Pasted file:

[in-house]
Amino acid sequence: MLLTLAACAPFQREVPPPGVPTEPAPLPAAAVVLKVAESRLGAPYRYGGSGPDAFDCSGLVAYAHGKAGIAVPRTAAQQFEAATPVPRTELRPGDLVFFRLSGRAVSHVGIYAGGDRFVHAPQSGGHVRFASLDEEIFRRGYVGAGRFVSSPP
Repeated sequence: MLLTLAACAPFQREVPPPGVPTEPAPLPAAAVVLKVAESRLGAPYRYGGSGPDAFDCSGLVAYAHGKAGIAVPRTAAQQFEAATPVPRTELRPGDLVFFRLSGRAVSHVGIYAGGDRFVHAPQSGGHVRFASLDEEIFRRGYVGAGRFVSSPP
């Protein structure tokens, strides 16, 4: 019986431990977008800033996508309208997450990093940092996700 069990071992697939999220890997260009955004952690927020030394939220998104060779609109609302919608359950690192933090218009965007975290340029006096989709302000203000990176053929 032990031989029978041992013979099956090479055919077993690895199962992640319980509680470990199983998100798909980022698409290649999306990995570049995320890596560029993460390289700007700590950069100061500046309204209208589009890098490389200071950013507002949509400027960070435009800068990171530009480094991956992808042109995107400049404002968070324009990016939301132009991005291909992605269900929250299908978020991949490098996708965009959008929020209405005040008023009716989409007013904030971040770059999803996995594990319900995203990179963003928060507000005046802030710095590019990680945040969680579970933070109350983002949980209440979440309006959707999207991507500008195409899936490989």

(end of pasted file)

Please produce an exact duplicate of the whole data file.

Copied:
[in-house]
Amino acid sequence: MLLTLAACAPFQREVPPPGVPTEPAPLPAAAVVLKVAESRLGAPYRYGGSGPDAFDCSGLVAYAHGKAGIAVPRTAAQQFEAATPVPRTELRPGDLVFFRLSGRAVSHVGIYAGGDRFVHAPQSGGHVRFASLDEEIFRRGYVGAGRFVSSPP
Repeated sequence: MLLTLAACAPFQREVPPPGVPTEPAPLPAAAVVLKVAESRLGAPYRYGGSGPDAFDCSGLVAYAHGKAGIAVPRTAAQQFEAATPVPRTELRPGDLVFFRLSGRAVSHVGIYAGGDRFVHAPQSGGHVRFASLDEEIFRRGYVGAGRFVSSPP
């Protein structure tokens, strides 16, 4: 019986431990977008800033996508309208997450990093940092996700 069990071992697939999220890997260009955004952690927020030394939220998104060779609109609302919608359950690192933090218009965007975290340029006096989709302000203000990176053929 032990031989029978041992013979099956090479055919077993690895199962992640319980509680470990199983998100798909980022698409290649999306990995570049995320890596560029993460390289700007700590950069100061500046309204209208589009890098490389200071950013507002949509400027960070435009800068990171530009480094991956992808042109995107400049404002968070324009990016939301132009991005291909992605269900929250299908978020991949490098996708965009959008929020209405005040008023009716989409007013904030971040770059999803996995594990319900995203990179963003928060507000005046802030710095590019990680945040969680579970933070109350983002949980209440979440309006959707999207991507500008195409899936490989």